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בס"ד

Poetry and Fiction by Rebekah Hyneman (1816-1875)

 

The Doctor

A romance novel (1860)

by: Rebekah Hyneman (1816-1875)
 

Chapter 11

If our Doctor had pitied the forlorn Charity before her bereavement, he pitied her far more now, for she really loved the child and grieved for it with almost a mother’s grief. He would have given a great deal if he had not been hurried to say what he had said that evening in the garden; in fact, when he thought of it afterwards, he was as much surprised at himself as she had been, for it had not been in his thoughts when he began to speak. But it was over now, and it shut him out from the part he wished to assume towards her, for how could he be the calm, disinterested friend of a woman who had refused him. The most he could do was to stop as he passed her little cottage, and lean on the fence, to chat a few words with her, as she weeded her garden, or watered her flowers. He generally saw her there when school had been dismissed, and usually strolled that way, without intending it, as he flattered himself, but somehow, always happier if he could find her so engaged.

He knew, too, that he was the only one in the place for whom she felt a real friendship, for there was no affinity between her and the really kind, but over-officious villagers; the poor were ignorant, and the rich purse proud, and she had nothing in common with either. He therefore flattered himself that he was not altogether unwelcome; in fact, he half believed she had learned to recognize his step, and watch for his coming, for he never surprised her. It was strange that he should seek these interviews for he certainly was not altogether at ease when with her; he never could look at her without recalling his indiscretion, and generally went away grumbling at his stupidity.

But when the cold weather came, and the flowers no longer needed her care, he rarely met her, and he then began to realize how deep a hold she had taken on him. He, so cynical and gruff, and such a hater of all softness and sentiment, it was truly surprising how she had crept into his rugged heart.

"Served me right," he muttered, as he sat one evening in his office, his feet on the desk, his chair tilted back, and the fragrant fumes of his favorite Havana floating around him. "Just good for me. What business have I got to be thinking of one of the senseless sex. I deserve to be laughed at, and I suppose she does chuckle when she thinks of it.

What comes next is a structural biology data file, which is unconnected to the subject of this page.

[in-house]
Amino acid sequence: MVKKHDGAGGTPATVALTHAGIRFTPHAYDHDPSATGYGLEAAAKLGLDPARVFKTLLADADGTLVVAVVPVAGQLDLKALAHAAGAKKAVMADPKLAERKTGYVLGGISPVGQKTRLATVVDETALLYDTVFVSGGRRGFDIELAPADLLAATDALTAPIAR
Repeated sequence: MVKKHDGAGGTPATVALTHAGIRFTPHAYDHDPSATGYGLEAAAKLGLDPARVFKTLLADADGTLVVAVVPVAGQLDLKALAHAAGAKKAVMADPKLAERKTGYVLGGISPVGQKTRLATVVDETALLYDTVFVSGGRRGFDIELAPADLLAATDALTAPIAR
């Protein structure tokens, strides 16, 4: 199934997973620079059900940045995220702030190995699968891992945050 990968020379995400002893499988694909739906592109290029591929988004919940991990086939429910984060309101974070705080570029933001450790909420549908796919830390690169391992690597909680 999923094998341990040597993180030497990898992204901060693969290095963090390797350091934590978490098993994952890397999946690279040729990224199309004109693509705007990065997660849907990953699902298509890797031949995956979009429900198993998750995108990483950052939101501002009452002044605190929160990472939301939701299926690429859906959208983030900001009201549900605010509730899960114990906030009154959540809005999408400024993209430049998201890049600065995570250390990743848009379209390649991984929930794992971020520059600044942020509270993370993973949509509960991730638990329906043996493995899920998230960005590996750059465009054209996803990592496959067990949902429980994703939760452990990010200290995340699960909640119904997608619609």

He got up and took two or three turns through the room, and as he passed the mirror, he stopped.

"A splendid looking fellow you are, by Jove!" he said, apostrophizing the reflection. "Just the one a soft, pretty woman could love ain’t you? Go to, Jeremiah, thou art an ass!"

He lighted a fresh cigar, took down a medical book from the shelf, and, as a faithful chronicler, we are bound to confide, soon forgot all about Charity and every one of her sex, in the interesting pages before him. He became so absorbed that he did not hear his bell, nor even the opening of the office door, and startled to hear a strange voice addressing him.

"I haint skeered you, have I?" said the intruder, one of the laborers of the place, coming forward, and seating himself. "I jist stepped in to see what ails me, doctor. I don’t feel as spry as I’d like to; and my old woman thought maybe you could give me something to make me feel better."

"Why, what is the matter with you," said the Doctor, rousing himself. "You are looking as fat and hearty as ever."

"I dunnow, Doctor. I am all over goose pimples, and my back aches dreadful; feel how hot my hands is, and there’s all sorts of noises in my head, and my throat feels sorish, and I ain’t got no spirit in me, don’t feel a bit like workin’."

"Do you know, Doctor," continued the man, as the other, having made the usual examination, turned to write a prescription. "Do you know that they say they’ve got the small pox down at Evanses? I am pesky afeard of ‘em, I had a sister died of ‘em, when I was a little chap, and I never seed anything so ugly. You don’t think it’s them I’ve got, do you, Doctor?"